Saturday, December 5, 2020


Photo: Payal Vora

In December the Italian Food Wine Travel folks are exploring the sparkling wines of Italy in An Exploration of Italian Sparkling Wines for the Holidays hosted by Camilla of Culinary Adventures with Cam. Read her invitation post to find out more. Fraciacorta, Prosecco, Lambrusco, they're all going to be there! So see what everyone's poured and paired below, and join us on Twitter under #ItalianFWT at 8 AM PST on 5 December to tell us your thoughts!

Susannah Gold of Avvinare, who is a Vinitaly International Italian Wine Ambassador, generously provided two Prosecco samples for review.

Photo: Payal Vora
Prosecco is a wine dear to me... it brings back memories of family summer holidays in Europe, of parties at university where Prosecco was often the affordable sparkling wine of choice, of summer in Treviso a few years ago. Little else is more perfect for a sweltering Italian summer than cold Prosecco and good company. A few years ago I had grant money I needed to finish up before I moved on to my next project and an architect friend in Munich happened to be free that summer so we drove over and explored every corner of Treviso. We stayed in agriturismos everywhere and every afternoon just when we got back to relax before dinner the staff would greet guests with a complimentary bottle of Prosecco... per room. Between Rolle, Conegliano, Asolo, Cison di Valmarino, and every other village in Treviso, we had a glorious summer full of photography, buildings, art, fashion, food, espresso, and all manner of Prosecco.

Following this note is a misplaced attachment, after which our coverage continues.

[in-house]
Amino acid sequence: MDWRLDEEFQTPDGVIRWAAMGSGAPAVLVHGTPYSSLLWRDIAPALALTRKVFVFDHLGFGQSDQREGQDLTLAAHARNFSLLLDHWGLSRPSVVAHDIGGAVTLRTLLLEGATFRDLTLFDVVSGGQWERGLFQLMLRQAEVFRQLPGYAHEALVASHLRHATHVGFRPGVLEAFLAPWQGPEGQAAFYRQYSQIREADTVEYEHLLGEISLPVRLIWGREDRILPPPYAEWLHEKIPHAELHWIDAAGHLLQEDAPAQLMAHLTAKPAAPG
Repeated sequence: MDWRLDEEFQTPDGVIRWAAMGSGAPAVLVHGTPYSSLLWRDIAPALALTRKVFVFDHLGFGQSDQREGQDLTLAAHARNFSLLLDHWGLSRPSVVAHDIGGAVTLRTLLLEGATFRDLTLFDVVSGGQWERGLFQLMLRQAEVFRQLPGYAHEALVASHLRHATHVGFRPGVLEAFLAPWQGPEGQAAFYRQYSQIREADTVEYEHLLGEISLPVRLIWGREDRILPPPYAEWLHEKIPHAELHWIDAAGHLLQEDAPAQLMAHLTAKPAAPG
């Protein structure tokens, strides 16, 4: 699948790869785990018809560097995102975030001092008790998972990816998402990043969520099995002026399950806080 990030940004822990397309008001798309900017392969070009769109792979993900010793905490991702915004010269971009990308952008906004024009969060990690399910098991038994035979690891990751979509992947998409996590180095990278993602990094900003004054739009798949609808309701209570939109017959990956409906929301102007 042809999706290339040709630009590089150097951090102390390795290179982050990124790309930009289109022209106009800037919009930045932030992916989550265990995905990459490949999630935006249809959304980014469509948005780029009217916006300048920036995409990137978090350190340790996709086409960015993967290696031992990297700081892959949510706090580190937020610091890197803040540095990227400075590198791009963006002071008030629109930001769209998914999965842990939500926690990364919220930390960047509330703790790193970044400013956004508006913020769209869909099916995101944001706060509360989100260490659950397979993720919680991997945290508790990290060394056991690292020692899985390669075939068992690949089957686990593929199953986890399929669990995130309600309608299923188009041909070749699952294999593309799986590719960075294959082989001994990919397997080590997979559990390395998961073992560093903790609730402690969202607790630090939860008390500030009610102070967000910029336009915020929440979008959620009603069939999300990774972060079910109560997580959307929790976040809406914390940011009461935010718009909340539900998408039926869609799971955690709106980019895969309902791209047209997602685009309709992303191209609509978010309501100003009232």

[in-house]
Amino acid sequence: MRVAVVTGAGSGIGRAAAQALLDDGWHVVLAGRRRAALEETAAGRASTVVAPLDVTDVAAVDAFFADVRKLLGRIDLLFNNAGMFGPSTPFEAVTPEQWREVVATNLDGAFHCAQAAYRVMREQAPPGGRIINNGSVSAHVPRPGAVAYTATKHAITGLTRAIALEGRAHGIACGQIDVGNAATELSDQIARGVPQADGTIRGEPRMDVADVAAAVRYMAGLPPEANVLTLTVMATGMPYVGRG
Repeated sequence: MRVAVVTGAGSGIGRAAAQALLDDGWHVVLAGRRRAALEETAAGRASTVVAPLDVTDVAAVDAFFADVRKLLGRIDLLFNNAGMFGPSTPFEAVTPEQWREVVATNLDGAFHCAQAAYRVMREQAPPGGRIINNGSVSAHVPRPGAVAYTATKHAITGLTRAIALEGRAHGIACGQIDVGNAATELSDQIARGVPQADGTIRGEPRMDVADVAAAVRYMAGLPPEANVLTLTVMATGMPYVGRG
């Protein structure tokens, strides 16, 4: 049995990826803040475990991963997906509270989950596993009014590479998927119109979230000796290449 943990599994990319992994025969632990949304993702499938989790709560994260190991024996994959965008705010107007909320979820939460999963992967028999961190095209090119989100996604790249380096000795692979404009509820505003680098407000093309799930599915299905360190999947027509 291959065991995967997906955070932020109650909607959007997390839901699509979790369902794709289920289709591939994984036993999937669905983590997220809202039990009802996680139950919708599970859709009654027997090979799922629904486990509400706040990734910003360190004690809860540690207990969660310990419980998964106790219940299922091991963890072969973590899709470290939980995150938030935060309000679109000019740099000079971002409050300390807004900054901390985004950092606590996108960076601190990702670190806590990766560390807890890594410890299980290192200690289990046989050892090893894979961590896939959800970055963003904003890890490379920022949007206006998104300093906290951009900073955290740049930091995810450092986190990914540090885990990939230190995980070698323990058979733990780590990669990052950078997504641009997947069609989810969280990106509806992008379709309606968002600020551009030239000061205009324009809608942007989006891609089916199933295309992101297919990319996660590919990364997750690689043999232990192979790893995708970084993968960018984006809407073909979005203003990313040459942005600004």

Prosecco is arguably the most well-known Italian sparkling wine in the US although it ought to be more popular - it is light, bright, crisp, great with food, and a perfect porch sipper. Made in the Veneto region in NE Italy primarily from the native grape Glera (85% min. in a blend), although only the sparkling type is most known in the US, there are three types of Prosecco: tranquillo (still), frizzante (lightly sparkling), and spumante (sparkling). The Treviso province in Veneto has the perfect climate and soil types for the higher-acid Glera grapes which are well-suited for dry sparkling wines. The best Prosecco comes from the steep hillsides but even the wine from the plains is perfect for casual drinking. As such, Prosecco is classified as Denominazione d’Origine Controllata (DOC) and Denominazione d’Origine Controllata e Garantita (DOCG). Prosecco DOC is a broader, less stringent category and the DOCG is stricter and the wines are from specific areas of Veneto, and supposedly better quality.
Read more about all things Prosecco and the region's recognition as a UNESCO World Heritage Site (since 2019) here.

The Val d’Oca co-operative founded in 1952 is one of the oldest producers of Prosecco. Their sparkling wines are made from Glera grapes cultivated and vinified in the hillsides of Valdobbiadene. Val d’Oca produces Prosecco Superiore DOCG from the hills of Valdobbiadene and Prosecco DOC from the greater Treviso province. The winery has always had a forward looking approach and their recent efforts include a sustainability budget that follows the UN Sustainable Development Goals 2030.

Clusters of Glera grapes (Payal Vora)
Val d'Oca Prosecco
11% ABV | SRP $13
85% Glera, 15% Pinot Grigio and Chardonnay

Lemon, fine bubbles

Citrus, ripe peach, green apple, white flowers

Similar to nose: A bright citrusy opening leads into juicy peach, apricot, and green apple with fragrant white flowers bordered by a slight mineral edge. A very crisp balanced wine with juicy acidity, medium body, medium+ finish. This Prosecco would be terrific on its own as an aperitif, paired with a slew of foods, or in a cocktail. Best now or within 2 years but not meant for prolonged cellaring.